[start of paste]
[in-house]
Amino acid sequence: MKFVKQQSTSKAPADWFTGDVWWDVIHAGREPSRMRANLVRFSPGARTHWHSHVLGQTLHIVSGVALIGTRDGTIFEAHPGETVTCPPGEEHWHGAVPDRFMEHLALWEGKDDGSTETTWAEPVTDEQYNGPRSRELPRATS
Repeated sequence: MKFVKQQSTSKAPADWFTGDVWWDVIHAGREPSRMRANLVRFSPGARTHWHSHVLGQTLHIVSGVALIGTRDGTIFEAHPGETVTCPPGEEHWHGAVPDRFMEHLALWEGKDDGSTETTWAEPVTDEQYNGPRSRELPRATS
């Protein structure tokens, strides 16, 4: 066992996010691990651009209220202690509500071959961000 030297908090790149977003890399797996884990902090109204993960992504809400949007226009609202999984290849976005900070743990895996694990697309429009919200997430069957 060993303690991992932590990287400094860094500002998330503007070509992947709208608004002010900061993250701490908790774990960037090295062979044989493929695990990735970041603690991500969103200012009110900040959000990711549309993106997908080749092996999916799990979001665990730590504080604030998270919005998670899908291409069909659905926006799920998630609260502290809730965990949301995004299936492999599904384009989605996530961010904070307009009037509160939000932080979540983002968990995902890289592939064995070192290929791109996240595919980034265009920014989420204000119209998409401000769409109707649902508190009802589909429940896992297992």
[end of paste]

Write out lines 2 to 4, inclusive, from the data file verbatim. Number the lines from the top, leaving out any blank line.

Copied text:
Amino acid sequence: MKFVKQQSTSKAPADWFTGDVWWDVIHAGREPSRMRANLVRFSPGARTHWHSHVLGQTLHIVSGVALIGTRDGTIFEAHPGETVTCPPGEEHWHGAVPDRFMEHLALWEGKDDGSTETTWAEPVTDEQYNGPRSRELPRATS
Repeated sequence: MKFVKQQSTSKAPADWFTGDVWWDVIHAGREPSRMRANLVRFSPGARTHWHSHVLGQTLHIVSGVALIGTRDGTIFEAHPGETVTCPPGEEHWHGAVPDRFMEHLALWEGKDDGSTETTWAEPVTDEQYNGPRSRELPRATS
């Protein structure tokens, strides 16, 4: 066992996010691990651009209220202690509500071959961000 030297908090790149977003890399797996884990902090109204993960992504809400949007226009609202999984290849976005900070743990895996694990697309429009919200997430069957 060993303690991992932590990287400094860094500002998330503007070509992947709208608004002010900061993250701490908790774990960037090295062979044989493929695990990735970041603690991500969103200012009110900040959000990711549309993106997908080749092996999916799990979001665990730590504080604030998270919005998670899908291409069909659905926006799920998630609260502290809730965990949301995004299936492999599904384009989605996530961010904070307009009037509160939000932080979540983002968990995902890289592939064995070192290929791109996240595919980034265009920014989420204000119209998409401000769409109707649902508190009802589909429940896992297992």